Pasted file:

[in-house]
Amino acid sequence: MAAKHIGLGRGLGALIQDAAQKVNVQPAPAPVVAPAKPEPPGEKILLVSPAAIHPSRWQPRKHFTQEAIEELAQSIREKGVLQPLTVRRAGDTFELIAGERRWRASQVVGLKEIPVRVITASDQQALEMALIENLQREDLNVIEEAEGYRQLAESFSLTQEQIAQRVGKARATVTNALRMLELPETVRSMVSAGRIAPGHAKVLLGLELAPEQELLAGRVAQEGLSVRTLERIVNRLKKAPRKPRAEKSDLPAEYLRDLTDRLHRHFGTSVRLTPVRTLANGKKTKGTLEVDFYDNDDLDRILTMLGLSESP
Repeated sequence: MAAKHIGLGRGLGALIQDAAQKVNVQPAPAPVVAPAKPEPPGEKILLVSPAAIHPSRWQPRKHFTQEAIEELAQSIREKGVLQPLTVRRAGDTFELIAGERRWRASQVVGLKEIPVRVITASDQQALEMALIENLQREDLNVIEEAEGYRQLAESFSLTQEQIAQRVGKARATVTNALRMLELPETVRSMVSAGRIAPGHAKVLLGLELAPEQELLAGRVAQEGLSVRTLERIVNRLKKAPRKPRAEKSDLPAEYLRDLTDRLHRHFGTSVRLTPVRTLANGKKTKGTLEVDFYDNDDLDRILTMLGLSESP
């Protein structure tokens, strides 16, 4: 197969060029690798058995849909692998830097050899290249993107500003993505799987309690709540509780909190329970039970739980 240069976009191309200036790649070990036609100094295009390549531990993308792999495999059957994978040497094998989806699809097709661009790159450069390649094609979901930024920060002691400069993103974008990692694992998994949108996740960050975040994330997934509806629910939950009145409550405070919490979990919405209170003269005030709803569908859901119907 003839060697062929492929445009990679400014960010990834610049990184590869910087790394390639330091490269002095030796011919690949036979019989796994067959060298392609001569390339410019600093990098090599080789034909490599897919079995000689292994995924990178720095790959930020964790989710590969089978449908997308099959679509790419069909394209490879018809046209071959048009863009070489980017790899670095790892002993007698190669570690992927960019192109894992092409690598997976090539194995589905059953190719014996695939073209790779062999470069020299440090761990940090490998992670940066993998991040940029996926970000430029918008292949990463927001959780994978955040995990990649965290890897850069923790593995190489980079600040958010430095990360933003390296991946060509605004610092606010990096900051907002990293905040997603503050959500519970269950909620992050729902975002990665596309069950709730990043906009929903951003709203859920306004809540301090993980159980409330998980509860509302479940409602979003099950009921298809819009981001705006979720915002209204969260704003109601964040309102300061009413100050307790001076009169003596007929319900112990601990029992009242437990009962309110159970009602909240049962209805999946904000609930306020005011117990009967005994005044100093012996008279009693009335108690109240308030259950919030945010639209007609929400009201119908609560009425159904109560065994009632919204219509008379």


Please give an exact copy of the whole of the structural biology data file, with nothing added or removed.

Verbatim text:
[in-house]
Amino acid sequence: MAAKHIGLGRGLGALIQDAAQKVNVQPAPAPVVAPAKPEPPGEKILLVSPAAIHPSRWQPRKHFTQEAIEELAQSIREKGVLQPLTVRRAGDTFELIAGERRWRASQVVGLKEIPVRVITASDQQALEMALIENLQREDLNVIEEAEGYRQLAESFSLTQEQIAQRVGKARATVTNALRMLELPETVRSMVSAGRIAPGHAKVLLGLELAPEQELLAGRVAQEGLSVRTLERIVNRLKKAPRKPRAEKSDLPAEYLRDLTDRLHRHFGTSVRLTPVRTLANGKKTKGTLEVDFYDNDDLDRILTMLGLSESP
Repeated sequence: MAAKHIGLGRGLGALIQDAAQKVNVQPAPAPVVAPAKPEPPGEKILLVSPAAIHPSRWQPRKHFTQEAIEELAQSIREKGVLQPLTVRRAGDTFELIAGERRWRASQVVGLKEIPVRVITASDQQALEMALIENLQREDLNVIEEAEGYRQLAESFSLTQEQIAQRVGKARATVTNALRMLELPETVRSMVSAGRIAPGHAKVLLGLELAPEQELLAGRVAQEGLSVRTLERIVNRLKKAPRKPRAEKSDLPAEYLRDLTDRLHRHFGTSVRLTPVRTLANGKKTKGTLEVDFYDNDDLDRILTMLGLSESP
């Protein structure tokens, strides 16, 4: 197969060029690798058995849909692998830097050899290249993107500003993505799987309690709540509780909190329970039970739980 240069976009191309200036790649070990036609100094295009390549531990993308792999495999059957994978040497094998989806699809097709661009790159450069390649094609979901930024920060002691400069993103974008990692694992998994949108996740960050975040994330997934509806629910939950009145409550405070919490979990919405209170003269005030709803569908859901119907 003839060697062929492929445009990679400014960010990834610049990184590869910087790394390639330091490269002095030796011919690949036979019989796994067959060298392609001569390339410019600093990098090599080789034909490599897919079995000689292994995924990178720095790959930020964790989710590969089978449908997308099959679509790419069909394209490879018809046209071959048009863009070489980017790899670095790892002993007698190669570690992927960019192109894992092409690598997976090539194995589905059953190719014996695939073209790779062999470069020299440090761990940090490998992670940066993998991040940029996926970000430029918008292949990463927001959780994978955040995990990649965290890897850069923790593995190489980079600040958010430095990360933003390296991946060509605004610092606010990096900051907002990293905040997603503050959500519970269950909620992050729902975002990665596309069950709730990043906009929903951003709203859920306004809540301090993980159980409330998980509860509302479940409602979003099950009921298809819009981001705006979720915002209204969260704003109601964040309102300061009413100050307790001076009169003596007929319900112990601990029992009242437990009962309110159970009602909240049962209805999946904000609930306020005011117990009967005994005044100093012996008279009693009335108690109240308030259950919030945010639209007609929400009201119908609560009425159904109560065994009632919204219509008379």